Most of these assets will already have been disclosed in the Schedule of Assets and Debts, but you must state to your spouse that the list on the Schedule of Assets and Debts is all of the community assets. If there are additional assets, you would disclose them in this statement.
5. Disclose a statement of all material facts and information regarding obligations for which the community is liable
Similarly to #4, most of these obligations will have been disclosed in the Schedule of Assets and Debts, but you must state that the list on the Schedule of Assets and Debts is complete. If there are additional debts, you must disclose them here.
6. Disclose an accurate and complete written disclosure of any investment opportunity, business opportunity, or other income-producing opportunity presented since the date of separation that results from any investment, significant business, or other income-producing opportunity from the date of marriage to the date of separation.
Typically, there are no such investment opportunities, but you still must disclose a statement informing your spouse that there are no investment or business opportunities. However, if you have been approached with an opportunity that is based on any work or investments from during the marriage, you must disclose them here, even if you declined them.
If you filed the Petition, you have 60 days from when you served your spouse with the Petition to complete these disclosures. If you filed the Response, you have 60 days from when you file your Response to complete the disclosures. The parties can mutually agree to extend these deadlines. Now, this all sounds like a lot of work to do just to get divorced, but it is a lot simpler than this post makes it sound. In essence, you just need to make a list of everything you have and disclose it to the other person. This makes sense, because how can you even begin to settle all the issues when you don't have all of the information. Once these are complete, you should have enough information to determine a fair division of assets and debts, determine child support, and determine spousal support. And if you can agree to child custody and visitation, then you are well on your way to an easy divorce that both sides can agree on.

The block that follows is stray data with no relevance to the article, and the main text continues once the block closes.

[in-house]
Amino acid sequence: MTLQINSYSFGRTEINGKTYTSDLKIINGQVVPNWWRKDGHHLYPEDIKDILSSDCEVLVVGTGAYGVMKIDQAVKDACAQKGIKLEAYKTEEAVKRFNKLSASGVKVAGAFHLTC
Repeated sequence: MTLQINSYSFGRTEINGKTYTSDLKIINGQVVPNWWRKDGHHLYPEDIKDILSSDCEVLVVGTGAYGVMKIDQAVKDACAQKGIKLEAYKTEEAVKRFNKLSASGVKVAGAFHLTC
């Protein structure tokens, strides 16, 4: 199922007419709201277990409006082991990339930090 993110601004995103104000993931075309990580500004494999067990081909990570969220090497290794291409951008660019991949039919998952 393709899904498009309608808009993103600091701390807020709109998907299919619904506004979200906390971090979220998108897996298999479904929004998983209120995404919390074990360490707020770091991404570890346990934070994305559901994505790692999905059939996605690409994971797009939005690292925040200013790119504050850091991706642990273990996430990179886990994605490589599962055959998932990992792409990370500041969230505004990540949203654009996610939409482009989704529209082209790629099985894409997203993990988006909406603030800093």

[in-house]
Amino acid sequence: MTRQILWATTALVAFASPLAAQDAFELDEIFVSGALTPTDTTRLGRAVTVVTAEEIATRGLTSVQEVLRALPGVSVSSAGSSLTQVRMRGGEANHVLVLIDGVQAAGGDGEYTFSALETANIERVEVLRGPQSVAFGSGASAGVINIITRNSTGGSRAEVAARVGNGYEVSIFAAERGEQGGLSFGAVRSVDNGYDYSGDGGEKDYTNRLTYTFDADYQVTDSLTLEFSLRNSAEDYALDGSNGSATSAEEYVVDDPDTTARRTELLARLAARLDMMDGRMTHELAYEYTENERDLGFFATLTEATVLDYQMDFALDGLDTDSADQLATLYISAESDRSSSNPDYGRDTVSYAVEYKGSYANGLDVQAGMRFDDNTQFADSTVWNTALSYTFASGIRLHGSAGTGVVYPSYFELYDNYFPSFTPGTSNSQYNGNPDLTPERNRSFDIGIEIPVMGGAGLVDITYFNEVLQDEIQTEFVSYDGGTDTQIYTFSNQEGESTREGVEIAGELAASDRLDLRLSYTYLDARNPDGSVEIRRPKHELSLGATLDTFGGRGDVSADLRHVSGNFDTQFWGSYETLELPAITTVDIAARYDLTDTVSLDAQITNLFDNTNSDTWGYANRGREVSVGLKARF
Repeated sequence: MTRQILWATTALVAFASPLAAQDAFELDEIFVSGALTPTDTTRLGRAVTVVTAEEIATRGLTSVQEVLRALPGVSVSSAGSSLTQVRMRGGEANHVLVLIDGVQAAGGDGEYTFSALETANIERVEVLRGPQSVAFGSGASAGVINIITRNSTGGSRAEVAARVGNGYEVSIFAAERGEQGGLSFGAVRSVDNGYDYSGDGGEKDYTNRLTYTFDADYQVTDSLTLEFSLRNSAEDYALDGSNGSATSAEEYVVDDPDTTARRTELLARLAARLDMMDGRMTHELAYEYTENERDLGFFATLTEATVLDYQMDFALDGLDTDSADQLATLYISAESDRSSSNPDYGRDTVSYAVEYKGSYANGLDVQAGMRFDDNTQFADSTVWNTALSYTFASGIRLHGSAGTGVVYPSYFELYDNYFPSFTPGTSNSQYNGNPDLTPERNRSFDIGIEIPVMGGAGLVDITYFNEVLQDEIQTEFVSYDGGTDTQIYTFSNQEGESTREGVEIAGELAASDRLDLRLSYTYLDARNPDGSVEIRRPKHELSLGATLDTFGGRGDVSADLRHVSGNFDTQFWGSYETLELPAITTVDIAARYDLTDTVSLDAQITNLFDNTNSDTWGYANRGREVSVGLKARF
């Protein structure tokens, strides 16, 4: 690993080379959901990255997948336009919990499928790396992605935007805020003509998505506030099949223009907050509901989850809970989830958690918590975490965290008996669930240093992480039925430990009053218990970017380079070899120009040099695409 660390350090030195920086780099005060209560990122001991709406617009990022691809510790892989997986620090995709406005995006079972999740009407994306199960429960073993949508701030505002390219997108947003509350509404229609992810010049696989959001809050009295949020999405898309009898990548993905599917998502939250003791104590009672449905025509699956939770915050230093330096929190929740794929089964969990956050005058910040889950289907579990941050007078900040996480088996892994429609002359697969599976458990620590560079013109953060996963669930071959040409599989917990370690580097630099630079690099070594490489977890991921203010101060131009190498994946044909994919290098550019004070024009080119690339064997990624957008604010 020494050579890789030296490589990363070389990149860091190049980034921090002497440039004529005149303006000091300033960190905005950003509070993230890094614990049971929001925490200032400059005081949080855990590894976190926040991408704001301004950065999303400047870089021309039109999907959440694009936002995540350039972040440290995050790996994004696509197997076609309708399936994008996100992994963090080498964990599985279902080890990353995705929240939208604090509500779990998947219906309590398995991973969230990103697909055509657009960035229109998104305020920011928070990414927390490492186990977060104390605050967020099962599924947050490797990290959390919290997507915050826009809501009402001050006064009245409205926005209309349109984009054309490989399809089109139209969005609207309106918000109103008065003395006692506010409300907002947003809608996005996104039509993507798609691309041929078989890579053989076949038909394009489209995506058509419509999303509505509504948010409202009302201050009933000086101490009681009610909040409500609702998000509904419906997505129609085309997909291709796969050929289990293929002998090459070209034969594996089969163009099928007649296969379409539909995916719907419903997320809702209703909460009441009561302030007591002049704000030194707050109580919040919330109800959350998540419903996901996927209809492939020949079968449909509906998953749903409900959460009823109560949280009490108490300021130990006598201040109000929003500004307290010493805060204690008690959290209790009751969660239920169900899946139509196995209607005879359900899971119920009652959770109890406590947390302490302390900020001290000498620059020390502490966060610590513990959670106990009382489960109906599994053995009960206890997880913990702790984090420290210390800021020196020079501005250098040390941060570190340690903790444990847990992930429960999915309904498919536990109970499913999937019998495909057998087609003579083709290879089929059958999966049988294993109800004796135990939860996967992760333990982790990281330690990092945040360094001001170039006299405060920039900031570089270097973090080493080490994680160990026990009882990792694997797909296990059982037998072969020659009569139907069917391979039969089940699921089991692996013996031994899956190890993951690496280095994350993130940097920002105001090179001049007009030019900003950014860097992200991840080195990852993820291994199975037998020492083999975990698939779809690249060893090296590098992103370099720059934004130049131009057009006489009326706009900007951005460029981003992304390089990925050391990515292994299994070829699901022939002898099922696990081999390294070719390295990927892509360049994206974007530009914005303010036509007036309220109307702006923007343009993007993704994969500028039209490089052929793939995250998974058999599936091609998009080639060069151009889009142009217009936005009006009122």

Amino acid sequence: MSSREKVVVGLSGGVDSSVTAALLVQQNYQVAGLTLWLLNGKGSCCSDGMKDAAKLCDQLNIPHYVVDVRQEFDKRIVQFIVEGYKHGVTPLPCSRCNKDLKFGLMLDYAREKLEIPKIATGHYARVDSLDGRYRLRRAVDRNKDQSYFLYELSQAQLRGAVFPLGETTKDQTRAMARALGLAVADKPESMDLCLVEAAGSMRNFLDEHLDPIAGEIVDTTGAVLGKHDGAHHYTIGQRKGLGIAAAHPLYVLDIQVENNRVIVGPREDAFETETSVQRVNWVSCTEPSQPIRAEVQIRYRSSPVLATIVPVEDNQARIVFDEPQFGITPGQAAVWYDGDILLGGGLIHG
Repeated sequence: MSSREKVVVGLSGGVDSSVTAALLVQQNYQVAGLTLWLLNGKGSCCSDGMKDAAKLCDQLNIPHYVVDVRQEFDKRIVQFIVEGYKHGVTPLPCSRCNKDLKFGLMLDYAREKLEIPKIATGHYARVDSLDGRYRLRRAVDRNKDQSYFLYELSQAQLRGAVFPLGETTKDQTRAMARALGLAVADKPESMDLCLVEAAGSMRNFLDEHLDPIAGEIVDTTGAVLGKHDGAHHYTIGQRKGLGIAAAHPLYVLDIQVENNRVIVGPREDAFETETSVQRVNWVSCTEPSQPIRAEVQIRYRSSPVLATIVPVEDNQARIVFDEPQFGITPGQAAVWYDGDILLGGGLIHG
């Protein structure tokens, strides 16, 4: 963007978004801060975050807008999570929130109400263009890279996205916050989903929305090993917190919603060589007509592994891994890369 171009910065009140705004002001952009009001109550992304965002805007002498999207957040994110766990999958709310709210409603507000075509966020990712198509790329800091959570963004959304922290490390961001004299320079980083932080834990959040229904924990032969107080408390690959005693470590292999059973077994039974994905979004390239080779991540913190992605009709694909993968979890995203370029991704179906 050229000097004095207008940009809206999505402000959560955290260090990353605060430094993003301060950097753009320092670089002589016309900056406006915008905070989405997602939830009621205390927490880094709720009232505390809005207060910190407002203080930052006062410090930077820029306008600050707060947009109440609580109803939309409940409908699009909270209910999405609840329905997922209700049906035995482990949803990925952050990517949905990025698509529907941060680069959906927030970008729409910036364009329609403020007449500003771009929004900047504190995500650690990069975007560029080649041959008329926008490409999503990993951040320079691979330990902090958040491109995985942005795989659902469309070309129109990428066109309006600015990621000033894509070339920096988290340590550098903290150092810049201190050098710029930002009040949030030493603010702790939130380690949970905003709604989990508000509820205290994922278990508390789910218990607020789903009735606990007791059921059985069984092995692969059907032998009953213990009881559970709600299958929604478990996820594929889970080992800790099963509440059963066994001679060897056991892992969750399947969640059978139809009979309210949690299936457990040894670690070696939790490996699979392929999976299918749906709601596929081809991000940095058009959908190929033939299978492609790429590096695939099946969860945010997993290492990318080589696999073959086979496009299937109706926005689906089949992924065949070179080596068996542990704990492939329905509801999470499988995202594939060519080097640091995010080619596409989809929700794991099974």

When you are ready for a divorce, you might be ready to have it completed as soon as possible. Unfortunately, California requires a six-month waiting period before a divorce is finalized. So, while you might both agree things are over, you will still have to wait.
Most divorce proceedings take longer than six months, but if you are able to agree on the legal matters, you could come to an agreement much sooner than that. Still, you will have to wait six months from the date that the responding party is served with the divorce petition until it can be official. You can submit your judgment and get it signed by the court, but the date of termination will be set in the future, likely at the six-month date. California does this to prevent couples who change their mind from having to get re-married. Essentially, the state thinks that a cooling-off period of six months is enough time for both parties to confirm that they want the marriage to end.
Child support and spousal support are two big pieces of many family law cases. Child support helps to balance the spending power of each parent towards the children, while spousal support helps to balance the income the parties were accustomed to during marriage. In both of these calculations, the income of each party is one of the most important factors in determining the amount of support.
So, one might think it would be a great idea to temporarily lower their income to pay less money in support. If you are self-employed, you might take less jobs during the months leading up to the support calculations. If you typically work a lot of overtime, you might hold back until support has been ordered. You might also consider quitting your job or not looking for work until support is in place. While these sound like good strategies, the Court has a way to work around these tactics. The Court may impute an income to you that is different than your actual income. So, by looking at your ability to work and the opportunities available for you to work, the Court may assign you a higher income for the purposes of calculating support. Your work experience, education, and job availability will steer the Court to create your imputed income, which could end up being higher than what your actual income would be. So, it may not actually be wise to try to hide and disguise your income, as the outcome may be worse for you.
Maria E. Crabtree, CFLS